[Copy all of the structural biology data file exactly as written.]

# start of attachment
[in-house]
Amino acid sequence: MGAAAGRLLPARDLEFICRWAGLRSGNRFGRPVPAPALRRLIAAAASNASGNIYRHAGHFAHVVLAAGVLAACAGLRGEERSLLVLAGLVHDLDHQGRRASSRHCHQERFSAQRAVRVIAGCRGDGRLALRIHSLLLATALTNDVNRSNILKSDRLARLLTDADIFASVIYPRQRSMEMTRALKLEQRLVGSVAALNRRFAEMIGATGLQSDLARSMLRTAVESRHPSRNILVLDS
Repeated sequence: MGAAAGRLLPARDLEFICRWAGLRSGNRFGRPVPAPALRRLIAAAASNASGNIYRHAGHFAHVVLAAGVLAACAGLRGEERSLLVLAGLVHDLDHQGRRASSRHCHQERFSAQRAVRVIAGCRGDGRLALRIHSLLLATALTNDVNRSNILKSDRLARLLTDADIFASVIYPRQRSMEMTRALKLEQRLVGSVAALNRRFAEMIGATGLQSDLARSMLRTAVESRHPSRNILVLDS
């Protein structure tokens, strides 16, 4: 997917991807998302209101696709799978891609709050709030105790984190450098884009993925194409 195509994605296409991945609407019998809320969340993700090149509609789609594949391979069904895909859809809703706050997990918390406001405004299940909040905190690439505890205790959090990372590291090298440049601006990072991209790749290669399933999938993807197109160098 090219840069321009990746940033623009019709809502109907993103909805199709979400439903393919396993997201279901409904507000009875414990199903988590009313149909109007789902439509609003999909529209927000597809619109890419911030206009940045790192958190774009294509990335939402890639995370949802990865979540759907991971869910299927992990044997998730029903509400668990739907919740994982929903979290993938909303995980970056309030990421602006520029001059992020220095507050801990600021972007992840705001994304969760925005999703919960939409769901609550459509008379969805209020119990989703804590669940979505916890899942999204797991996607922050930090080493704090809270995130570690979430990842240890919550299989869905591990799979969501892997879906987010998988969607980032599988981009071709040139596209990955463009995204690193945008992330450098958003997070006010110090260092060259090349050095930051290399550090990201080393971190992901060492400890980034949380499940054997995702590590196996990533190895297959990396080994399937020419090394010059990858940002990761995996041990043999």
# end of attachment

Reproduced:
[in-house]
Amino acid sequence: MGAAAGRLLPARDLEFICRWAGLRSGNRFGRPVPAPALRRLIAAAASNASGNIYRHAGHFAHVVLAAGVLAACAGLRGEERSLLVLAGLVHDLDHQGRRASSRHCHQERFSAQRAVRVIAGCRGDGRLALRIHSLLLATALTNDVNRSNILKSDRLARLLTDADIFASVIYPRQRSMEMTRALKLEQRLVGSVAALNRRFAEMIGATGLQSDLARSMLRTAVESRHPSRNILVLDS
Repeated sequence: MGAAAGRLLPARDLEFICRWAGLRSGNRFGRPVPAPALRRLIAAAASNASGNIYRHAGHFAHVVLAAGVLAACAGLRGEERSLLVLAGLVHDLDHQGRRASSRHCHQERFSAQRAVRVIAGCRGDGRLALRIHSLLLATALTNDVNRSNILKSDRLARLLTDADIFASVIYPRQRSMEMTRALKLEQRLVGSVAALNRRFAEMIGATGLQSDLARSMLRTAVESRHPSRNILVLDS
């Protein structure tokens, strides 16, 4: 997917991807998302209101696709799978891609709050709030105790984190450098884009993925194409 195509994605296409991945609407019998809320969340993700090149509609789609594949391979069904895909859809809703706050997990918390406001405004299940909040905190690439505890205790959090990372590291090298440049601006990072991209790749290669399933999938993807197109160098 090219840069321009990746940033623009019709809502109907993103909805199709979400439903393919396993997201279901409904507000009875414990199903988590009313149909109007789902439509609003999909529209927000597809619109890419911030206009940045790192958190774009294509990335939402890639995370949802990865979540759907991971869910299927992990044997998730029903509400668990739907919740994982929903979290993938909303995980970056309030990421602006520029001059992020220095507050801990600021972007992840705001994304969760925005999703919960939409769901609550459509008379969805209020119990989703804590669940979505916890899942999204797991996607922050930090080493704090809270995130570690979430990842240890919550299989869905591990799979969501892997879906987010998988969607980032599988981009071709040139596209990955463009995204690193945008992330450098958003997070006010110090260092060259090349050095930051290399550090990201080393971190992901060492400890980034949380499940054997995702590590196996990533190895297959990396080994399937020419090394010059990858940002990761995996041990043999």